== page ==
I recently mentioned my paternal aunt Martha Cheavens in a post about my latest Material Mavens quilt. She was an amazing person and a wonderful aunt! I'll never forget the time that she, visiting my family in Austin, persuaded my parents to allow me (17 at the time) to fly to New York (my first time in an airplane). She lived in Connecticut, but her sister Sallie, another beloved aunt, lived in Queens Village, New York, with her family, that included three cousins I adored. I also visited Martha and husband Hugh in their home, and Martha took me into "the City" to see a Broadway play ("Pajama Game") and to eat at a Japanese restaurant. This was before the days of the sushi craze; I have no memory of what we ate!
My older cousin David also accompanied me into Manhattan. I best recall, with him, attending a popular television show of the era, the show that eventually caused a big scandal, "The $64,000 Question." David also took me into a bar for the first time in my innocent young life, and because he was 18 and legally allowed to drink,he impressed me mightily when he ordered a cocktail! Some might find it very hard to believe that it was in this visit to New York when I first tasted pizza! We had lots of Mexican restaurants in Austin, but no pizza parlor at that time!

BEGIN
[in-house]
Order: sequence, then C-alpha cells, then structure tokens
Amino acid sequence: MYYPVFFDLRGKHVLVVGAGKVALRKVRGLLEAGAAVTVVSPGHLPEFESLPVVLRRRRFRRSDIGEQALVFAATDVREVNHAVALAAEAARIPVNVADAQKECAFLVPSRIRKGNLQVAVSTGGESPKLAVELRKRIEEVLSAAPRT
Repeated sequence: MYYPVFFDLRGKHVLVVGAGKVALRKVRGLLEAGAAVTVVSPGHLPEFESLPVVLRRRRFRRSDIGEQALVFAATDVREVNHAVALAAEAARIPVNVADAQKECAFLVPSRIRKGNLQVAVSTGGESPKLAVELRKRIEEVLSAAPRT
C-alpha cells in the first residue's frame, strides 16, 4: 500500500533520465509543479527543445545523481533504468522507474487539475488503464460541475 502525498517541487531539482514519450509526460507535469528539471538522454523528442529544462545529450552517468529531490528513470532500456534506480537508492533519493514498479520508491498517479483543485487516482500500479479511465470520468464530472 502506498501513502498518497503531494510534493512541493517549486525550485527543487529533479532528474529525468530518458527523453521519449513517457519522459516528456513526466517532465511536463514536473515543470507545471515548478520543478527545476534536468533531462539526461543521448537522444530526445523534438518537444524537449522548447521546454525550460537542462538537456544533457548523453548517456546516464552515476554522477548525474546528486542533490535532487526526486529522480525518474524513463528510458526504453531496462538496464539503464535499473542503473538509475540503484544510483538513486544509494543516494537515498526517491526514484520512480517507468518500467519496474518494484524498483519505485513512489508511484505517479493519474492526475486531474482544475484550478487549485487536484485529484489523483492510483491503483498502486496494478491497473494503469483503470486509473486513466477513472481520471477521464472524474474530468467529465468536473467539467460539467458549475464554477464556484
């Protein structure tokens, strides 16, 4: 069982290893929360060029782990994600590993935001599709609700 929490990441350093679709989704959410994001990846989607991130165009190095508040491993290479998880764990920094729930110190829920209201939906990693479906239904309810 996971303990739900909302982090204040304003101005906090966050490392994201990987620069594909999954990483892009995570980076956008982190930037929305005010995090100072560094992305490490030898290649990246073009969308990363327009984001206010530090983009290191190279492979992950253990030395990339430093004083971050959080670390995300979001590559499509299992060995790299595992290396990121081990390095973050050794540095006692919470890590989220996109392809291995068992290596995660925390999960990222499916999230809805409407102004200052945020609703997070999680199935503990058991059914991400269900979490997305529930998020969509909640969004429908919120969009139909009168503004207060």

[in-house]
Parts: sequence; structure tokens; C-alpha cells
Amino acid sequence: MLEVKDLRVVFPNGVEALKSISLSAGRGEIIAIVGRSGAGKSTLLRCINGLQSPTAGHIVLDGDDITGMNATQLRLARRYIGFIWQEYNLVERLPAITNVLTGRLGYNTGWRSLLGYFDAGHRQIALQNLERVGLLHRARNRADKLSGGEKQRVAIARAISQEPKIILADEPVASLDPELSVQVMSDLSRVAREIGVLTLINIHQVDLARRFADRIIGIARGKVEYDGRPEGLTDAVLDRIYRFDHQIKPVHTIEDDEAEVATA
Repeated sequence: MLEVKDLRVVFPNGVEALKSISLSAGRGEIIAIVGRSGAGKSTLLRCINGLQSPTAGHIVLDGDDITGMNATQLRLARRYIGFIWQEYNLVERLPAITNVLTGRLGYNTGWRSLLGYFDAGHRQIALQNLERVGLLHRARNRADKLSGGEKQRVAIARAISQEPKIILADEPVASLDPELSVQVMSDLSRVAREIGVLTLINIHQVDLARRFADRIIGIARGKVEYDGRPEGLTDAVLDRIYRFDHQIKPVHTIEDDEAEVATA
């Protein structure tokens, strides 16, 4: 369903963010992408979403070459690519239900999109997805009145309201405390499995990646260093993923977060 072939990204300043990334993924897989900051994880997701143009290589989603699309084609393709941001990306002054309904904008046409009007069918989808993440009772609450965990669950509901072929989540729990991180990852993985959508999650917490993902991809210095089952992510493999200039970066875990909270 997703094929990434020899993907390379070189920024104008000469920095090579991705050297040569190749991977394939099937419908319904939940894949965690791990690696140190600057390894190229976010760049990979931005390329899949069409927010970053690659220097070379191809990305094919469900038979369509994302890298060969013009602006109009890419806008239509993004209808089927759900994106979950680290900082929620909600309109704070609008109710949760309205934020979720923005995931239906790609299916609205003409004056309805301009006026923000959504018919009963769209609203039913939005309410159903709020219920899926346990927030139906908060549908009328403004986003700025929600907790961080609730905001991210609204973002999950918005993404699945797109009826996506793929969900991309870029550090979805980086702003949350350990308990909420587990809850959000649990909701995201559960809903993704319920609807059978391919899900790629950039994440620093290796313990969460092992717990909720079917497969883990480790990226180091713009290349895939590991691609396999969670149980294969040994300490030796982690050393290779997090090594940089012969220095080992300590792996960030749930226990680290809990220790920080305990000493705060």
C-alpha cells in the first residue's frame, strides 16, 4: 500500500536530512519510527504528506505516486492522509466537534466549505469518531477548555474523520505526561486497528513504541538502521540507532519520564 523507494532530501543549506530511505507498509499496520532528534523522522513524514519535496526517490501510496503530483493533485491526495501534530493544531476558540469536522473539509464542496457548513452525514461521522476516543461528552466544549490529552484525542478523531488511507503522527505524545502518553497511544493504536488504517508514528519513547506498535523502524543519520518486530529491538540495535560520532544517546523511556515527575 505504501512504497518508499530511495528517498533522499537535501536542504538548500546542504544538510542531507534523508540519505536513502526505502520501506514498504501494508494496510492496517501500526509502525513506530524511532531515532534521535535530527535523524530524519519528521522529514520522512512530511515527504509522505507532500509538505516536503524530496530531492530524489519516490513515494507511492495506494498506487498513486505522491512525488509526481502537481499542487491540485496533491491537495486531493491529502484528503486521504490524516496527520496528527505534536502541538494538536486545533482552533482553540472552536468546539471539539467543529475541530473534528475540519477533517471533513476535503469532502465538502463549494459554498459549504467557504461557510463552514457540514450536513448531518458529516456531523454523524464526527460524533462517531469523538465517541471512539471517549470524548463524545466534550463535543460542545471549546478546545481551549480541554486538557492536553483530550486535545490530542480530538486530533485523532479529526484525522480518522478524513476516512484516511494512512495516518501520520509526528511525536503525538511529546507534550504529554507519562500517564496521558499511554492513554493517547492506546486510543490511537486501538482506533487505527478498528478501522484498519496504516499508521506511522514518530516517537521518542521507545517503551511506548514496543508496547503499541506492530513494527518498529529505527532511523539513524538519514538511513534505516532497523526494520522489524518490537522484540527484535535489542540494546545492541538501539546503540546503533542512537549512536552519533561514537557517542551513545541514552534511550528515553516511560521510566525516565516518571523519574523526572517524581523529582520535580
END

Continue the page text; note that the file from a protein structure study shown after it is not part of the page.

So many responders to my blog post were interested in the book I mentioned, SPUN BY AN ANGEL. It is a lovely book that would likely be termed a "young adult" novel now, but it wasn't her only book. I also own a novel she wrote for adults called CROSSWINDS. Martha was perhaps best known, however, during the 1930s and 40s, for short stories that were published in women's magazines such as MC CALLS, THE LADIES HOME JOURNAL, and GOOD HOUSEKEEPING.
Two of her short stories were adapted for the movies, and I own DVDs of these movies. One was PENNY SERENADE, starring hearth-throb Cary Grant and Irene Dunn. The other was SUNDAY DINNER FOR A SOLDIER, which featured Anne Baxter and John Hodiak.
SERENADE I have watched many times. It truly is a tear-jerker and was loosely based on an episode in my aunt's own life. I don't think I could re-watch this movie any time soon, as the death of a daughter is the centerpiece of the movie.
The two DVDs of these movies are readily available, and though her books are out of print, I've been successful at finding especially SPUN BY AN ANGEL online, books which I've ordered for my own children. I also own the magazine story which was turned into the movie starring Cary Grant.
Thanks to all who seemed interested in my aunt, who died in 1975. You can learn more about her at
|The illustrations inside the front cover of CROSSWINDS|